Perhaps the best way to describe Etay Bogner in two words is “serial entrepreneur.” To date, Bogner has founded four technology companies, and he believes his latest venture, Meta Networks, is poised to revolutionize networking and the software-defined perimeter.

Bogner began his career as a programmer and team leader for various technology companies while he pursued his degree in mathematics and computer science from Tel Aviv University. Soon after that, he founded his first company, SofaWare, in 1999 with a seed investment from Check Point Software Technologies. This was Bogner’s first foray into the security market, with a product that provided the home and home office market with firewall-based Internet security solutions enabling broadband access, and a platform for establishing and maintaining VPNs. The product was very successful, and it eventually became a Check Point appliance for connectivity. Bogner’s work with SofaWare established his reputation as a computer security expert.

He formed his second security company, Neocleus, in 2006. Bogner developed what was then called a client hypervisor. “I came up with a way to segment the operating system of a laptop computer into two virtual machines,” says Bogner. “I built a hypervisor and completely virtualized all the devices on the laptop so that you can actually have two separate VM’s—one for personal use and one for corporate use. The idea was to offer separate environments for enterprise devices.” Neocleus was eventually acquired by Intel.

Bogner stayed with Intel for a year and a half before co-founding his third venture, Stratoscale, in the beginning of 2013. “We built the start of something called hyper-convergence. Basically, it’s a private cloud,” says Bogner. “The idea is to build and take it across all servers and to manage those servers as a cloud, and to be very effective in terms of infrastructure management. A lot of enterprises are still going to want to have a private cloud on premise.” Though Bogner moved on from Stratoscale, the company is still going strong—a testament to his vision.

Bogner’s fourth and current company is Meta Networks. “I actually conceived the concept for this company when I was still building my first company,” he says. “At that time, I learned about building mesh networks out of appliances. That knowledge was a good foundation for what Meta Networks is doing today.”

Bogner explains that this company is developing a software-defined perimeter solution. “Nowadays everyone is working from everywhere, meaning employees are not necessarily in the office every day, and some are not even appearing in an office for months. Enterprise applications that were typically deployed in an on-premise data center are now being deployed on the public cloud. Every enterprise has a cloud migration plan. With that movement to the cloud, the traditional network and security perimeter is dissolved. You have mobile users, remote users, bring your own device, corporate devices. It’s really a fragmented environment.”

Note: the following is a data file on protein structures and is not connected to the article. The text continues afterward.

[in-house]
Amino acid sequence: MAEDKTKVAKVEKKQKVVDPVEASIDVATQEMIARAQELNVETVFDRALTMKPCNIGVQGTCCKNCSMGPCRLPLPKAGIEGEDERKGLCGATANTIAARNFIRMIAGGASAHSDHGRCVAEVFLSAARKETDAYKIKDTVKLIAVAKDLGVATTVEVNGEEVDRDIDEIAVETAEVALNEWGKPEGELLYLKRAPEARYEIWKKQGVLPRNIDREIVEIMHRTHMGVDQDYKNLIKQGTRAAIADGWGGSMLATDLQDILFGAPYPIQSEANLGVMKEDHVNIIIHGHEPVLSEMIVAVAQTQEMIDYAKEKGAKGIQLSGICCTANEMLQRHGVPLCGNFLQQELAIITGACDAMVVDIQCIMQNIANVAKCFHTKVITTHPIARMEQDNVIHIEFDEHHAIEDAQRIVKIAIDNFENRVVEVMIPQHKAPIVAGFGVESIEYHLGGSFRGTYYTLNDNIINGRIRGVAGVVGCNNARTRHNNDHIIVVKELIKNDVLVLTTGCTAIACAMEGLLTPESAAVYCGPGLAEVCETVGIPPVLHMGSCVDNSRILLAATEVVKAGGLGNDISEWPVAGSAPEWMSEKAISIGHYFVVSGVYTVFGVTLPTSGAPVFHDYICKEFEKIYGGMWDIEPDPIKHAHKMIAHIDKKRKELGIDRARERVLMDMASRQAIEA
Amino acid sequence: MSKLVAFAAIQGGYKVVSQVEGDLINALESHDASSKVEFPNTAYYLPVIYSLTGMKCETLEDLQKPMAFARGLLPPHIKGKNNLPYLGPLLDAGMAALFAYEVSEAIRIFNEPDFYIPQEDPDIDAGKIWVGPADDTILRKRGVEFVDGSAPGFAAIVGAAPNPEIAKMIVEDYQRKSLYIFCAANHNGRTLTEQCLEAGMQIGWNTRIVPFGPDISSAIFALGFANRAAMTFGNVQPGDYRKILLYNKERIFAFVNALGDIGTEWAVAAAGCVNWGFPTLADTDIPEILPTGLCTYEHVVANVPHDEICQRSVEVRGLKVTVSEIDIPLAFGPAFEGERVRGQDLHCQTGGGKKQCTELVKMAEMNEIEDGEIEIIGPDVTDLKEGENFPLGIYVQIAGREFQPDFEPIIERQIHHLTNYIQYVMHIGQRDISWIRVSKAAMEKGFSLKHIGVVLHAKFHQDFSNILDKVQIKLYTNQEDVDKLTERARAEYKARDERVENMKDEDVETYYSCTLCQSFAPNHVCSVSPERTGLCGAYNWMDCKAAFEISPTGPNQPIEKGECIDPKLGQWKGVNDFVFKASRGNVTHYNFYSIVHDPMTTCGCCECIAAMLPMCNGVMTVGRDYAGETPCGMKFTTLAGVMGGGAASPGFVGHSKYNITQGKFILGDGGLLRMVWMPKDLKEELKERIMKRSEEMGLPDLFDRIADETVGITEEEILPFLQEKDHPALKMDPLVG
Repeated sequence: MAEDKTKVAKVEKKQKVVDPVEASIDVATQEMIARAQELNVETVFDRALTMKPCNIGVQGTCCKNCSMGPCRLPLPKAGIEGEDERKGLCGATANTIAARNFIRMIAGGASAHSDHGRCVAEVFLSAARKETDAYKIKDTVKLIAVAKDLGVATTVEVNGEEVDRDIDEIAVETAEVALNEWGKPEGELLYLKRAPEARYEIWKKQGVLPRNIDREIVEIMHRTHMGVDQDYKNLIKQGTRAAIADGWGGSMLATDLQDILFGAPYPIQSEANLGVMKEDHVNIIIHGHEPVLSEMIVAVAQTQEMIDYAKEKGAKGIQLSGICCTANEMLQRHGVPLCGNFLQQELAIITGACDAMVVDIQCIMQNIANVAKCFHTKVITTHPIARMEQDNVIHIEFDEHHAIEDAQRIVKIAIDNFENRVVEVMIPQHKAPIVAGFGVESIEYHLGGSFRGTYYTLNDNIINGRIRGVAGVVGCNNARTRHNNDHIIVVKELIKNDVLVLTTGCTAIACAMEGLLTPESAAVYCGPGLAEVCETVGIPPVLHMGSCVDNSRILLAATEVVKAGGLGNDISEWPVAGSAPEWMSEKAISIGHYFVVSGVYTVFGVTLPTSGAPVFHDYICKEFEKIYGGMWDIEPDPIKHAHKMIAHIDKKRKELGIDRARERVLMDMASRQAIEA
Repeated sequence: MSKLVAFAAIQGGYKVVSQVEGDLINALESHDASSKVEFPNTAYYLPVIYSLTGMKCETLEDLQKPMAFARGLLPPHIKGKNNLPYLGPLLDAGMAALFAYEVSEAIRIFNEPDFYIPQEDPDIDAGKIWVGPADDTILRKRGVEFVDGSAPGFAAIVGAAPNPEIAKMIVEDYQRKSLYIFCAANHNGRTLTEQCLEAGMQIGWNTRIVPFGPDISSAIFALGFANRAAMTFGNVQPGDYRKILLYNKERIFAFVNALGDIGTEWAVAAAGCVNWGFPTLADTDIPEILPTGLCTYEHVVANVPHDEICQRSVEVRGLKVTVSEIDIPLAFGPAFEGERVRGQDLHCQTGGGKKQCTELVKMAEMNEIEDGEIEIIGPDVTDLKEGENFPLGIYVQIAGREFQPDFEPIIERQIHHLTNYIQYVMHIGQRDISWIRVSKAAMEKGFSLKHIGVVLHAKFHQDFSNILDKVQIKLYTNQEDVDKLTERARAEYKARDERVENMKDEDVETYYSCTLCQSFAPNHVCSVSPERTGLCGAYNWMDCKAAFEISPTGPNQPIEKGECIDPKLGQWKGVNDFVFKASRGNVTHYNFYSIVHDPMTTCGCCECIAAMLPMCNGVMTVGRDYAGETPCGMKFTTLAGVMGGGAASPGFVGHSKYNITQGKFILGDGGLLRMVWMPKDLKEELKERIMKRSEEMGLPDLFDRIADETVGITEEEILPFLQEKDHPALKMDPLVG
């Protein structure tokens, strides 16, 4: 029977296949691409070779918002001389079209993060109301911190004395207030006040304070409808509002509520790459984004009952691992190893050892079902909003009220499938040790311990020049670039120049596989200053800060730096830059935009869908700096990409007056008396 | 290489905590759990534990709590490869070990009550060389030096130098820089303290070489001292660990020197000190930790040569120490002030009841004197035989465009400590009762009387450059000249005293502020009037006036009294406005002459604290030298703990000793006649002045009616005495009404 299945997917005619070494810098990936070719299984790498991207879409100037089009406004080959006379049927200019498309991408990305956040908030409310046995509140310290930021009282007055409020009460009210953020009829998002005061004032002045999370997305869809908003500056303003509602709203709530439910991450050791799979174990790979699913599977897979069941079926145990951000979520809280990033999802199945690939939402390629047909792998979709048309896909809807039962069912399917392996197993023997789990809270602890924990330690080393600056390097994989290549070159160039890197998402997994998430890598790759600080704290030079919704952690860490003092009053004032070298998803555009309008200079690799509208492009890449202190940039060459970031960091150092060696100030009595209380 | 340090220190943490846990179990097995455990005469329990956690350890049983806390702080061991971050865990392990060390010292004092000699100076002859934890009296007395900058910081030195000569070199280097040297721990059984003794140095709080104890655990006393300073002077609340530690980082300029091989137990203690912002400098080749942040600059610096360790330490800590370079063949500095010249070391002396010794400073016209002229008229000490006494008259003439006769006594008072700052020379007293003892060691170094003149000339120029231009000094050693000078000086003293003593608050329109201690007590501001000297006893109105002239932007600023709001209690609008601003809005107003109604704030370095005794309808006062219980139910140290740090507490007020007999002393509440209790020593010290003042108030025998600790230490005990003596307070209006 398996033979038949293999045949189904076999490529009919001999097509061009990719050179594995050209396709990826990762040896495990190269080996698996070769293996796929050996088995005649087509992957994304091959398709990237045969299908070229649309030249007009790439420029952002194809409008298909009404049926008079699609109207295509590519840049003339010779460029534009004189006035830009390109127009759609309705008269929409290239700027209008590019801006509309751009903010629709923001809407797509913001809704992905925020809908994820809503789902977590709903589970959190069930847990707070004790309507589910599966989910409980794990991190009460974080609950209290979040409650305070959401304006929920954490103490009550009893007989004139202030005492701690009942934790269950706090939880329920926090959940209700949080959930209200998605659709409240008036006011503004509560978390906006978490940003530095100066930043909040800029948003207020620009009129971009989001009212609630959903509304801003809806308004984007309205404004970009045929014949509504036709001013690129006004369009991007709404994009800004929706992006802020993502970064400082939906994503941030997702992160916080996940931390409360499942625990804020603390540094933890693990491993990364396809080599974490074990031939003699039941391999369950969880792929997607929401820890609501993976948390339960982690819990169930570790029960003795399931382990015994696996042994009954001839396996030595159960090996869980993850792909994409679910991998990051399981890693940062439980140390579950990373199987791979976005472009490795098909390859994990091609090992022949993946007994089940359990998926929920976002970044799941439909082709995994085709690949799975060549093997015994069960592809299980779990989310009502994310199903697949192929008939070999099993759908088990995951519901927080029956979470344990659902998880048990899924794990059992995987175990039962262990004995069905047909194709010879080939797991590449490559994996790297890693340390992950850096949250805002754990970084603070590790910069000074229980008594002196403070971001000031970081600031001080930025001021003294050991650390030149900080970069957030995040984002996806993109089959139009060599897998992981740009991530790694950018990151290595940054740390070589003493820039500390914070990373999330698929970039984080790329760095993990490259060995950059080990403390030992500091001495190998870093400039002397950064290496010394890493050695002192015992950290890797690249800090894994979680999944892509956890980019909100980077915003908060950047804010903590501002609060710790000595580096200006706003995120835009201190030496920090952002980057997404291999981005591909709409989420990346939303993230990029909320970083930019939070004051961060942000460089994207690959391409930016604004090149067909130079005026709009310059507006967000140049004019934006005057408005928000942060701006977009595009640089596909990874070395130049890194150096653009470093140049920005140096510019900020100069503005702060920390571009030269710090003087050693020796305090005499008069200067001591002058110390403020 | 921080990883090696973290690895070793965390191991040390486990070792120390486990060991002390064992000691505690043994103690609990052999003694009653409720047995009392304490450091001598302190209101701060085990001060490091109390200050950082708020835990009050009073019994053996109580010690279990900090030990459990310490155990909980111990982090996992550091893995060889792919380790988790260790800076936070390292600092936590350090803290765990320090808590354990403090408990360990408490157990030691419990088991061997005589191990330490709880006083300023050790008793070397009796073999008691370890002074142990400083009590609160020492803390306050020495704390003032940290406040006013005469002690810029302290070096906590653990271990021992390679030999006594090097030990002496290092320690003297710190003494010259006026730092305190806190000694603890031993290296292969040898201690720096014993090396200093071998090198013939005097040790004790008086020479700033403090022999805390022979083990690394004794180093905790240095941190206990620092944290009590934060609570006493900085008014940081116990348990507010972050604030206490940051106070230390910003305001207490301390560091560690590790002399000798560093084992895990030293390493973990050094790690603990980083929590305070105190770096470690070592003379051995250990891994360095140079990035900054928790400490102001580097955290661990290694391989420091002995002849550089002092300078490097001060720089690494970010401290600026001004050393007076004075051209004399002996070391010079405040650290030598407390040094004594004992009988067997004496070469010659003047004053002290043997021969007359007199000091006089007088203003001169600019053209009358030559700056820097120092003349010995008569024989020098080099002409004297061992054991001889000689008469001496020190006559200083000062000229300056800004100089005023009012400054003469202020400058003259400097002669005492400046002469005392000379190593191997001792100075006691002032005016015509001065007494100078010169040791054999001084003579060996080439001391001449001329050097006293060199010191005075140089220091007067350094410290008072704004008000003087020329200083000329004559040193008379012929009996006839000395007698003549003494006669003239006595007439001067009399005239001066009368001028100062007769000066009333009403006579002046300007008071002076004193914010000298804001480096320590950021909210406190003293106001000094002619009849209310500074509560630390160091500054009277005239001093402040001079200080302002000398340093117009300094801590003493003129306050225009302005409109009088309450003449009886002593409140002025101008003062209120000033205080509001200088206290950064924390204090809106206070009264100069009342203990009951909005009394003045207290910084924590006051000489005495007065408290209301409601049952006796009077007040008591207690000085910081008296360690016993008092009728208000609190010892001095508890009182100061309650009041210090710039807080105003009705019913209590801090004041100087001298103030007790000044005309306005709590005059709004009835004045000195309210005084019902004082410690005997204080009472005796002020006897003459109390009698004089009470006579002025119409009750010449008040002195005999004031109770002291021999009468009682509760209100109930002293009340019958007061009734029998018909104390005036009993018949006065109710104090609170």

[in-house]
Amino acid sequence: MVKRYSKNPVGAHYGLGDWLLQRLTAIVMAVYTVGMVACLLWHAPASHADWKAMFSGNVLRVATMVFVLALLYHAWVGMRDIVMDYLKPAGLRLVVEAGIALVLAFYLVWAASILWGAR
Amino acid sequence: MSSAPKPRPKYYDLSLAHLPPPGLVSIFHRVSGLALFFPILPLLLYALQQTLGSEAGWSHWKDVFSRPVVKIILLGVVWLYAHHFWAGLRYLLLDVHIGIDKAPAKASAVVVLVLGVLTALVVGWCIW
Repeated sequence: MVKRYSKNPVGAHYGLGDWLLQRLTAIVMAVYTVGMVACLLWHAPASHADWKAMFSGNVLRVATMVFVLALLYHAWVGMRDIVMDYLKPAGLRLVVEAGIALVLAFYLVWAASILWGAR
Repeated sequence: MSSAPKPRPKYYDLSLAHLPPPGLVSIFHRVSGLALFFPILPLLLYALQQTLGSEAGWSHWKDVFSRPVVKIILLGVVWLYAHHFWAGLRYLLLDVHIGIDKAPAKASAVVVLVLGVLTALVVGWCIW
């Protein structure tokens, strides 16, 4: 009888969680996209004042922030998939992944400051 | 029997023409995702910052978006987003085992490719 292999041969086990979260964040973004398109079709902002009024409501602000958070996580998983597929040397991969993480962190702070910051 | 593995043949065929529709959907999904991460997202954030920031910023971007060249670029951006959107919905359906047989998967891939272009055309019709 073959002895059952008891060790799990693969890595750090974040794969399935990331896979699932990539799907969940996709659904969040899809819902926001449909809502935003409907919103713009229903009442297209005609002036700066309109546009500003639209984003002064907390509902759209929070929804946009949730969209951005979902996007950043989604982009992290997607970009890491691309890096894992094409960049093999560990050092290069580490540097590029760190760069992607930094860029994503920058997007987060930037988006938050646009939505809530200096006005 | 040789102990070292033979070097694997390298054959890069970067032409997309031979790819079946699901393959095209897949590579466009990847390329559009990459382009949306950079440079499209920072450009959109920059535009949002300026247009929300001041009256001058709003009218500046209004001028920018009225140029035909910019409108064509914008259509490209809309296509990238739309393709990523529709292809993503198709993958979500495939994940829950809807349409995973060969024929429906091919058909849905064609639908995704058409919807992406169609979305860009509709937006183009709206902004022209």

“The root cause for this problem starts with networking. Today’s network is site-centric. That doesn’t make sense when your employees and their devices, data centers, cloud applications, public clouds and SaaS are everywhere. We are building something we like to call network as a service. It’s a cloud-native overlay network that extends around the world. In layman’s terms, it’s basically a world-wide virtual network. The idea is that we will have everything on the cloud, with PoPs located around the world. Users can connect through the closet PoP to securely get to all the resources they are authorized for,” says Bogner. “Meta Networks is laying the networking foundation, and we are partnering with companies like Symantec to provide cloud-delivered security solutions. In the end, it will greatly simplify the way enterprises provide networked resources to their workers, regardless of where they are or what devices people choose to use.”

As an entrepreneur, Bogner devotes much of his time to his companies, and this doesn’t leave much time for leisure activities. “I don’t have much personal down time, but when I do, I like to spend it with my family,” he says. Bogner is married with four children spanning the ages of 5 to 19. His wife is an executive with a retail chain in Israel. “I love what I do, so it doesn’t bother me to spend so much time working.” Spoken like a true serial entrepreneur.